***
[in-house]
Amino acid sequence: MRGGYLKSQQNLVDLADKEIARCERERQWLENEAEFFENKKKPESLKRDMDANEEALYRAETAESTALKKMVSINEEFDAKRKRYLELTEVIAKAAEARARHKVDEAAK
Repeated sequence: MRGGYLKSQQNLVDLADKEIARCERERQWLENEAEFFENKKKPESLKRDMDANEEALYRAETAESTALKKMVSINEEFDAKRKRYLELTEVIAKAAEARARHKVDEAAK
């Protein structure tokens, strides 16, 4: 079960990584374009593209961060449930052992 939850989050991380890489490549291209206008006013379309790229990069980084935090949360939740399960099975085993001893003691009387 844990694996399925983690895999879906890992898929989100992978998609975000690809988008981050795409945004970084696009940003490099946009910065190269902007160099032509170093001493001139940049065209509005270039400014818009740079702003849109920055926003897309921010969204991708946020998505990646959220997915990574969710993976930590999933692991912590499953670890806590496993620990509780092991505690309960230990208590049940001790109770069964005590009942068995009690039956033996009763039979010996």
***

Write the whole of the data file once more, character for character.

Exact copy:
[in-house]
Amino acid sequence: MRGGYLKSQQNLVDLADKEIARCERERQWLENEAEFFENKKKPESLKRDMDANEEALYRAETAESTALKKMVSINEEFDAKRKRYLELTEVIAKAAEARARHKVDEAAK
Repeated sequence: MRGGYLKSQQNLVDLADKEIARCERERQWLENEAEFFENKKKPESLKRDMDANEEALYRAETAESTALKKMVSINEEFDAKRKRYLELTEVIAKAAEARARHKVDEAAK
């Protein structure tokens, strides 16, 4: 079960990584374009593209961060449930052992 939850989050991380890489490549291209206008006013379309790229990069980084935090949360939740399960099975085993001893003691009387 844990694996399925983690895999879906890992898929989100992978998609975000690809988008981050795409945004970084696009940003490099946009910065190269902007160099032509170093001493001139940049065209509005270039400014818009740079702003849109920055926003897309921010969204991708946020998505990646959220997915990574969710993976930590999933692991912590499953670890806590496993620990509780092991505690309960230990208590049940001790109770069964005590009942068995009690039956033996009763039979010996």